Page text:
DENNIS SCHWARTZ 
IS THERE ANY GOOD 
IN SAYING 
EVERYTHING ABOUT A MOVIE?

 
VAULT OF HORROR, THE (Tales from the Crypt, Part II) (director: Roy Ward Baker; screenwriters: Milton Subotsky/from the Comic Book stories by Al Feldstein and William M. Gaines; cinematographer: Denys N. Coop; editor: Oswald Hafenrichter; music: Douglas Gamley; cast: Midnight Mess: Daniel Massey (Rogers), Anna Massey (Donna), Jerold Wells (Waiter), Michael Pratt (Private Eye). The Neat Job: Terry-Thomas (Critchit), Glynis Johns (Eleanor Critchit). This Trick’ll Kill You: Curt Jurgens (Sebastian), Dawn Addams (Inez), Jasmina Hilton (Indian Girl), Paul Daniels (Fakir). Bargain in Death: Michael Craig (Maitland), Edward Judd (Alex), Robin Nedwell (Tom), Geoffrey Davis (Jerry), Arthur Mullard (Gravedigger). Drawn and Quartered: Tom Baker (Moore), Denholm Elliott (Dilitant), Terence Alexander (Breedley), John Witty (Gaskill); Runtime: 93; MPAA Rating: R; producers: Max Rosenberg/Milton Subotsky; 20th Century Fox Home Entertainment; 1973-UK)

 
"Baker failed to get any oomph out of it."

Reviewed by Dennis Schwartz

It's the first sequel to 1972's horror hit Tales from the Crypt. The Amicus company, in their sixth portmanteau film, had Roy Ward Baker ("The Monster Club"/"Asylum"/"The Vampire Lovers") direct this adaptation of various E. C. Comics horror stories from the 1950s written by Al Feldstein and William M. Gaines; the script is by Milton Subotsky. But, despite a talented all-star cast, the script was just too flat and Baker failed to get any oomph out of it, as it was visually stagnant and shot in too straightforward of a manner to resonate with black humor or scares. None of the five horror stories —Midnight Mess, The Neat Job,This Trick'll Kill You, Bargain In Death and Drawn And Quartered—are memorable; it's more a decent film than an exciting one.

It has five men trapped in the basement vault of a London office building share visions with each other of their weird dreams. The stories revolve around vampires, bodily dismemberment, eastern mysticism, an insurance scam, and an artist who kills for revenge by painting his victims' deaths.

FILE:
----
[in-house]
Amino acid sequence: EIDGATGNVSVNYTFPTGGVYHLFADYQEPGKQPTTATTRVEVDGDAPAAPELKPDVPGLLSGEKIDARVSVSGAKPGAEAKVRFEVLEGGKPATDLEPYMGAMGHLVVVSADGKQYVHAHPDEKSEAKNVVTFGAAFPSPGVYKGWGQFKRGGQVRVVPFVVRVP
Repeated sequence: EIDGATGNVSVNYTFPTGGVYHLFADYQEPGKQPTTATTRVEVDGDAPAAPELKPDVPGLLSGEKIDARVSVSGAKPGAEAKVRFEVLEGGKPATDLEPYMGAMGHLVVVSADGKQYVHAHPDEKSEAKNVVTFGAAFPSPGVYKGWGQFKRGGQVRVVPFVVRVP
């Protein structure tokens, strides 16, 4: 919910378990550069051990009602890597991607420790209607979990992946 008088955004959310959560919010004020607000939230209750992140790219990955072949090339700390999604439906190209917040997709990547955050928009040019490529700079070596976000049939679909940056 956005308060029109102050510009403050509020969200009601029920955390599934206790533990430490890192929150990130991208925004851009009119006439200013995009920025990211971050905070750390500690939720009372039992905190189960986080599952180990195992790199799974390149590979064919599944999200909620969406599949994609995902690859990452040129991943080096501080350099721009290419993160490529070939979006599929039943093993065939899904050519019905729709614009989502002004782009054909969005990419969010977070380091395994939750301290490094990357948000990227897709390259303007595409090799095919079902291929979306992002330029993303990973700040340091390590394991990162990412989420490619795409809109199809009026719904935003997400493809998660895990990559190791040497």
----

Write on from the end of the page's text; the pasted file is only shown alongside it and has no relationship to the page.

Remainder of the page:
Midnight Mess
The first dream has a man (Daniel Massey) murder his sister (Anna Massey, the real-life sister of Daniel) for her inheritance only to find out that she and her pals are vampires, who serve him tomato juice in a restaurant which just happens to be his blood.

The Neat Job
In this one, the gap toothed lothario Terry Thomas, a neatness freak, tells about getting wed to his friend's daughter Glynis Johns, and she moves into his pad. His neatness compulsion drives her crazy, as does a row over a spaghetti sauce. The result is that she strikes him with a hammer and bottles his remains in aptly labeled bottles. 

This Trick'll Kill You
A humiliated cockney magician (Curt Jurgens) and his wife assistant, Dawn Adams, travel to India and learn from a fakir a rope trick, which he uses for malevolent purposes back in London to get even with those who mocked his magical ability. Only he has the magic turn back against him and his wife, as he has bad karma because he killed an Indian girl (Jasmina Hilton) who refused to teach him the trick. He now gets attacked by the rope (which looks ridiculously silly) and is left swinging in his room, as he's watched by the dead eyes of the Indian girl.

Bargain In Death
A horror story writer (Michael Craig ) is prematurely buried in an attempted insurance scam and is counting on his rescue by his friend (Edward Judd), but instead two medical school students (Robin Nedwell and Geoffrey Davies) dig up his body for research only to find him alive. Unfortunately it ends with a car crash and the wiseguy writer undergoing a preposterous "spade in the head" death.

Drawn And Quartered
British painter Tom Baker is working in Haiti and soon dabbles in voodoo he learns from a witch doctor when he finds out that he's been ripped off by his London-based agent and his work is blasted by snobbish critics. To get revenge, he returns to London and discovers whatever damage he paints on the portraits also happens to the person in real life and he uses his paintings to exact revenge against his foes. But he gets tripped up when he does a self-portrait.

REVIEWED ON 10/30/2008        GRADE: C

Dennis Schwartz: "Ozus' World Movie Reviews"

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